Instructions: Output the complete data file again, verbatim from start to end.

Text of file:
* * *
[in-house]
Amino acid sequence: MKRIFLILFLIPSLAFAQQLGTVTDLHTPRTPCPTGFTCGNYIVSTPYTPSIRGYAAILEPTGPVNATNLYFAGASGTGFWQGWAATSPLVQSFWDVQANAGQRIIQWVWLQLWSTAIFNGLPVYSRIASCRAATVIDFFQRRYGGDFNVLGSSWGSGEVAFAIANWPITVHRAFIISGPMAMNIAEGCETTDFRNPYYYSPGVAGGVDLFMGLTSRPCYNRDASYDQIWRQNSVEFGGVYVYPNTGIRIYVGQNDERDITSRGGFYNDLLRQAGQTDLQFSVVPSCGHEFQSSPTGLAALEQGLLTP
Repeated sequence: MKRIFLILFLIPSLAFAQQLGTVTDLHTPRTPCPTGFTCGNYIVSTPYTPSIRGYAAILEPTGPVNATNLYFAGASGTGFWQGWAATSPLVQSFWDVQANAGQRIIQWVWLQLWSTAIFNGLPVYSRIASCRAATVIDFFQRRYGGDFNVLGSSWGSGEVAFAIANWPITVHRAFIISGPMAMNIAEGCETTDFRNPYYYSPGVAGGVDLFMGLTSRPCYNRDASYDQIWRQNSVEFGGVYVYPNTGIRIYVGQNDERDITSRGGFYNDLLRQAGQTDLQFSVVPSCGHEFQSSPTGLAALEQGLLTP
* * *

[in-house]
Amino acid sequence: MKRIFLILFLIPSLAFAQQLGTVTDLHTPRTPCPTGFTCGNYIVSTPYTPSIRGYAAILEPTGPVNATNLYFAGASGTGFWQGWAATSPLVQSFWDVQANAGQRIIQWVWLQLWSTAIFNGLPVYSRIASCRAATVIDFFQRRYGGDFNVLGSSWGSGEVAFAIANWPITVHRAFIISGPMAMNIAEGCETTDFRNPYYYSPGVAGGVDLFMGLTSRPCYNRDASYDQIWRQNSVEFGGVYVYPNTGIRIYVGQNDERDITSRGGFYNDLLRQAGQTDLQFSVVPSCGHEFQSSPTGLAALEQGLLTP
Repeated sequence: MKRIFLILFLIPSLAFAQQLGTVTDLHTPRTPCPTGFTCGNYIVSTPYTPSIRGYAAILEPTGPVNATNLYFAGASGTGFWQGWAATSPLVQSFWDVQANAGQRIIQWVWLQLWSTAIFNGLPVYSRIASCRAATVIDFFQRRYGGDFNVLGSSWGSGEVAFAIANWPITVHRAFIISGPMAMNIAEGCETTDFRNPYYYSPGVAGGVDLFMGLTSRPCYNRDASYDQIWRQNSVEFGGVYVYPNTGIRIYVGQNDERDITSRGGFYNDLLRQAGQTDLQFSVVPSCGHEFQSSPTGLAALEQGLLTP